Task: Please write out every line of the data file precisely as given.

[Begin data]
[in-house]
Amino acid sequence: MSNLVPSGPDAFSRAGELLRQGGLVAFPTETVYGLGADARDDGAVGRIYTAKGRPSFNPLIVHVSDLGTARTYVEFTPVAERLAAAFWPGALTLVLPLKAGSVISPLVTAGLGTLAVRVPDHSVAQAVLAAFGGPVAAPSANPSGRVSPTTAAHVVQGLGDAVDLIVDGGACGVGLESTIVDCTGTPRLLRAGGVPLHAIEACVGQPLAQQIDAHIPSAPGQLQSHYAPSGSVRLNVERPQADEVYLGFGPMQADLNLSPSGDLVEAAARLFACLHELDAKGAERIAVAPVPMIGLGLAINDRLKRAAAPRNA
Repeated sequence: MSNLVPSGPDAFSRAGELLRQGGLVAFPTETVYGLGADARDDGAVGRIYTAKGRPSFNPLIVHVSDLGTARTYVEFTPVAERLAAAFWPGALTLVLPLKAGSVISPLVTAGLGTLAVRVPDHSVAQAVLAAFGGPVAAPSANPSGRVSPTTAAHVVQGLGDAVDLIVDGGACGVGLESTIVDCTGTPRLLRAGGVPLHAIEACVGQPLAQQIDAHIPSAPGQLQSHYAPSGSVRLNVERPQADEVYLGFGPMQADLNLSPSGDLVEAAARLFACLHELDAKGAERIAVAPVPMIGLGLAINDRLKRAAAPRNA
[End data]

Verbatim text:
[in-house]
Amino acid sequence: MSNLVPSGPDAFSRAGELLRQGGLVAFPTETVYGLGADARDDGAVGRIYTAKGRPSFNPLIVHVSDLGTARTYVEFTPVAERLAAAFWPGALTLVLPLKAGSVISPLVTAGLGTLAVRVPDHSVAQAVLAAFGGPVAAPSANPSGRVSPTTAAHVVQGLGDAVDLIVDGGACGVGLESTIVDCTGTPRLLRAGGVPLHAIEACVGQPLAQQIDAHIPSAPGQLQSHYAPSGSVRLNVERPQADEVYLGFGPMQADLNLSPSGDLVEAAARLFACLHELDAKGAERIAVAPVPMIGLGLAINDRLKRAAAPRNA
Repeated sequence: MSNLVPSGPDAFSRAGELLRQGGLVAFPTETVYGLGADARDDGAVGRIYTAKGRPSFNPLIVHVSDLGTARTYVEFTPVAERLAAAFWPGALTLVLPLKAGSVISPLVTAGLGTLAVRVPDHSVAQAVLAAFGGPVAAPSANPSGRVSPTTAAHVVQGLGDAVDLIVDGGACGVGLESTIVDCTGTPRLLRAGGVPLHAIEACVGQPLAQQIDAHIPSAPGQLQSHYAPSGSVRLNVERPQADEVYLGFGPMQADLNLSPSGDLVEAAARLFACLHELDAKGAERIAVAPVPMIGLGLAINDRLKRAAAPRNA